Estimated reading time: 6 minute(s)
It was 2015 summer. My family and I went down to Myrtle Beach, SC. On one of the days we were there, my siblings and I went down to this little playground. Nothing spectacular; just a few slides and mini stairs. Architecture was a little to be desired.
Now, we weren’t the only ones there. A white family was nearby with younger children about 6 and 4 years old. They had these toy guns that actually made a noise when “shooting”. One of them came up to me and started to shoot. Instinctively, I took it away.
“Hey, that’s mine!” he said. Judging from how his mother and some random security guard were looking at me, I gave it back while saying,”Be careful with that”. He smiled and asked,”Why?”
As dramatic as it might sound, I started thinking back on Tamir Rice. I thought about how the police didn’t give him a chance to even speak before shooting him. I thought about the racist individuals justifying his death due to the toy gun he had.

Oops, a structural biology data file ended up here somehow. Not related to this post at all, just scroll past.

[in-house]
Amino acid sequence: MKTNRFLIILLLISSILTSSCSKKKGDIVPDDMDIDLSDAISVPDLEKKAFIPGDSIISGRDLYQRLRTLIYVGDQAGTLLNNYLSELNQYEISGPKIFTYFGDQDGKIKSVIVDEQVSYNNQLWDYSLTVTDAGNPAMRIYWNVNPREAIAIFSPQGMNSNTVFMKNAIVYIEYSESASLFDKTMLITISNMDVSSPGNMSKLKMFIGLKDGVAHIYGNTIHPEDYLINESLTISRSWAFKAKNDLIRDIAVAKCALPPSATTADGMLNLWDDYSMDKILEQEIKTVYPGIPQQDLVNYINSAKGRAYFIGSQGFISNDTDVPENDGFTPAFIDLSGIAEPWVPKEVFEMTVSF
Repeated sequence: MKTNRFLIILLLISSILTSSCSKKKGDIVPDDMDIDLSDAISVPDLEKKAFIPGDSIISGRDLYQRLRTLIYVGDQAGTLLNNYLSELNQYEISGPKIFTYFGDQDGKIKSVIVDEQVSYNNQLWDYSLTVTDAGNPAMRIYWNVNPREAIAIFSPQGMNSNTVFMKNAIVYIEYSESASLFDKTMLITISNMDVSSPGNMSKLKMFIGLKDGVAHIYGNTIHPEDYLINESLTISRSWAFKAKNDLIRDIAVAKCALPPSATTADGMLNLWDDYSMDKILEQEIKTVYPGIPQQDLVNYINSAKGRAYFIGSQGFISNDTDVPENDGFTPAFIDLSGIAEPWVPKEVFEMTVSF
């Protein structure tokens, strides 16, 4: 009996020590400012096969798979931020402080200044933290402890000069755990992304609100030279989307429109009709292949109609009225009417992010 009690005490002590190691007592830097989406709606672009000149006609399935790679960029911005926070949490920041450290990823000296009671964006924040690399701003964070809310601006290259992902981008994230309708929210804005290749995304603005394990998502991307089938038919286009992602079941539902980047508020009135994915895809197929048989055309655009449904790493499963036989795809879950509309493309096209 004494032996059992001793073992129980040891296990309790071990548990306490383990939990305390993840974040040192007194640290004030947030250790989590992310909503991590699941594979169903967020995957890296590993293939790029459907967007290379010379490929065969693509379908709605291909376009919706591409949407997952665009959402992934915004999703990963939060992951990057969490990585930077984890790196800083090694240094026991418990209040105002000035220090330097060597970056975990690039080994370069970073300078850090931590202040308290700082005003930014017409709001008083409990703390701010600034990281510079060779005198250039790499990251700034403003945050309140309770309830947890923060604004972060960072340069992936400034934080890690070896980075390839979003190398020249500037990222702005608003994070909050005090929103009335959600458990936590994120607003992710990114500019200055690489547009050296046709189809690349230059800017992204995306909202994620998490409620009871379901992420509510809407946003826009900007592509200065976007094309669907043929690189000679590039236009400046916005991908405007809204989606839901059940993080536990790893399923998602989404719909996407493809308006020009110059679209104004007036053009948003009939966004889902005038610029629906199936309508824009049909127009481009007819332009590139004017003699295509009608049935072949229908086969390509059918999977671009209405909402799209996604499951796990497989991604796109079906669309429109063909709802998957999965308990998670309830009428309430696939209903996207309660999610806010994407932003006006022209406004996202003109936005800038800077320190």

But it dawned on me that the white child would never experience this. If he were in the same situation, we wouldn’t even get in trouble. Police won’t be called for his toys. He had a standard of innocence set for him when he’s born, growing up with him as he ages.
If (God forbid), he grows up and shoots up a movie theatre, he’ll be labeled mentally ill and treated as such. If he shoots a church, he will be given burgers as a reward.
There is no harsh punishment for him. The double standards isn’t surprising.
We live in a world that favors whiteness under any circumstance. It’s a privilege handed down to white people as a literal “Get Out Of Jail Free” card, or even a school hall pass. We see examples of this often in the media. We see the imagery of angelic white people excused after killing people. Yet, if a black person were to do the same, we would see them being labeled thuggish, and racial slurs would be repeated all down Social media timelines. We are dehumanized, while whites are sympathized.